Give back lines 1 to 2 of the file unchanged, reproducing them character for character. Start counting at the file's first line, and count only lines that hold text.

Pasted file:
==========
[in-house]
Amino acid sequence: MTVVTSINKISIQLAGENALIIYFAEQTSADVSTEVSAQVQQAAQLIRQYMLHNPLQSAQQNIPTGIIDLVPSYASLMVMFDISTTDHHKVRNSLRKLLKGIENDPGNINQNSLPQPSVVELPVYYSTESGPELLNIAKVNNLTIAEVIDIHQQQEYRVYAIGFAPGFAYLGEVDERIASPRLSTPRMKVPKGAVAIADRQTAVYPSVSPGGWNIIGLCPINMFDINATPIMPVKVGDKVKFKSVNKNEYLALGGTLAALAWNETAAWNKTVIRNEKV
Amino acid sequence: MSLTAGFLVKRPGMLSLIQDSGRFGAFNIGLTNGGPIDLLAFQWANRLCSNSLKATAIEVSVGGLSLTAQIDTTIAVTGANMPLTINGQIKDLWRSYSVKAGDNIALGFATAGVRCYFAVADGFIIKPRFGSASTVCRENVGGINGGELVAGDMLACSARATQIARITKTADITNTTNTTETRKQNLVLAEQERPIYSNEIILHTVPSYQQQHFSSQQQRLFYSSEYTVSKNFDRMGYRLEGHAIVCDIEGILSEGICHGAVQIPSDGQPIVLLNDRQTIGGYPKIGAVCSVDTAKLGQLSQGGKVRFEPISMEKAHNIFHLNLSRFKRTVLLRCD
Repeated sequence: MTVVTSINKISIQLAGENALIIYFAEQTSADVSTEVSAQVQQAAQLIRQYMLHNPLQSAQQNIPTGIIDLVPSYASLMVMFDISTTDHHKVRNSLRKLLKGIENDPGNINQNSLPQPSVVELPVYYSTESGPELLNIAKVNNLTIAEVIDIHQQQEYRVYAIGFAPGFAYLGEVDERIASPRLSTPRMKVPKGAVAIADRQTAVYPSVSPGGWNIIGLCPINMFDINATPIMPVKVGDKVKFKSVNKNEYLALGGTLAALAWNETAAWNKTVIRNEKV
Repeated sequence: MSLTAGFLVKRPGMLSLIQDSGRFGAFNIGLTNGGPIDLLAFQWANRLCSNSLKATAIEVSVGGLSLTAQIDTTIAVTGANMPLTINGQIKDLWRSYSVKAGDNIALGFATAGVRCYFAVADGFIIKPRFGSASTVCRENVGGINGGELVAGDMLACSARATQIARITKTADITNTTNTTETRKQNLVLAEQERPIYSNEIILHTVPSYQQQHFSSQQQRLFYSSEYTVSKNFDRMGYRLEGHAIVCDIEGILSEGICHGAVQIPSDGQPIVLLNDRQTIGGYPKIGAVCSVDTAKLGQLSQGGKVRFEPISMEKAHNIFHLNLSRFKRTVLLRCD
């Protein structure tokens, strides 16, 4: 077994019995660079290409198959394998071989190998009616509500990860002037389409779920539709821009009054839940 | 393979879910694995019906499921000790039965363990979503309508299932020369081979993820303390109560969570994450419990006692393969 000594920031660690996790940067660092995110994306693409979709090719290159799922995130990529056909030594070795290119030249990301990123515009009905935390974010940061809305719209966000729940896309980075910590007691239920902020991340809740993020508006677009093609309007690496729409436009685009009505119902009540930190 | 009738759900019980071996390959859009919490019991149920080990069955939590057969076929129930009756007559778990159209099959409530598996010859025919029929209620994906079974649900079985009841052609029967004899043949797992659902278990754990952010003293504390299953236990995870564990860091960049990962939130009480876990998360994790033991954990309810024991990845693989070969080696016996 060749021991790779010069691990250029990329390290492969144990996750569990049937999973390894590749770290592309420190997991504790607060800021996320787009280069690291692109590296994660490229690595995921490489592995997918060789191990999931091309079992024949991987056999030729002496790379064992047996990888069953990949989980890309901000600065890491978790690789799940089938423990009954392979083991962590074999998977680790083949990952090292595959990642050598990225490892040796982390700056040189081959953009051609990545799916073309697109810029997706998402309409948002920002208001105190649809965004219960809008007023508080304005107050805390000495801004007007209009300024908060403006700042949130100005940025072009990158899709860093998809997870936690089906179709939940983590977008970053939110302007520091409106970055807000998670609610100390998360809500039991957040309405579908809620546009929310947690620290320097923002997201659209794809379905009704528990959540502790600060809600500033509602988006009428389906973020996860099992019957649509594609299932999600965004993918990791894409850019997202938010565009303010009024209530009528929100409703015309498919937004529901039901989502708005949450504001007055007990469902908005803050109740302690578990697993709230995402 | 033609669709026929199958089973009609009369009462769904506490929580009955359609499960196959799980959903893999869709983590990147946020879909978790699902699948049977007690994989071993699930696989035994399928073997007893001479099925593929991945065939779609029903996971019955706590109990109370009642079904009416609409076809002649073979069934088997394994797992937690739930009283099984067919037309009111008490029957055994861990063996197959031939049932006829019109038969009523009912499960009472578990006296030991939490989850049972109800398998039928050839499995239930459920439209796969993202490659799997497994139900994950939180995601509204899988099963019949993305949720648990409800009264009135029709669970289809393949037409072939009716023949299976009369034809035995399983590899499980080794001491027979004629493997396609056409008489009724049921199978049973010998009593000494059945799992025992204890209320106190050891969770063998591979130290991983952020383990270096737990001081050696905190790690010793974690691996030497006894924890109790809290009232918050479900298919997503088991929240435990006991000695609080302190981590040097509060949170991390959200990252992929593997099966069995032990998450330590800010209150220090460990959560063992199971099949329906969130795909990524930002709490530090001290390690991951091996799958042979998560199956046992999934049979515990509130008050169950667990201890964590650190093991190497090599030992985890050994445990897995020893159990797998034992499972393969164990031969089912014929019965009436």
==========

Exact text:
[in-house]
Amino acid sequence: MTVVTSINKISIQLAGENALIIYFAEQTSADVSTEVSAQVQQAAQLIRQYMLHNPLQSAQQNIPTGIIDLVPSYASLMVMFDISTTDHHKVRNSLRKLLKGIENDPGNINQNSLPQPSVVELPVYYSTESGPELLNIAKVNNLTIAEVIDIHQQQEYRVYAIGFAPGFAYLGEVDERIASPRLSTPRMKVPKGAVAIADRQTAVYPSVSPGGWNIIGLCPINMFDINATPIMPVKVGDKVKFKSVNKNEYLALGGTLAALAWNETAAWNKTVIRNEKV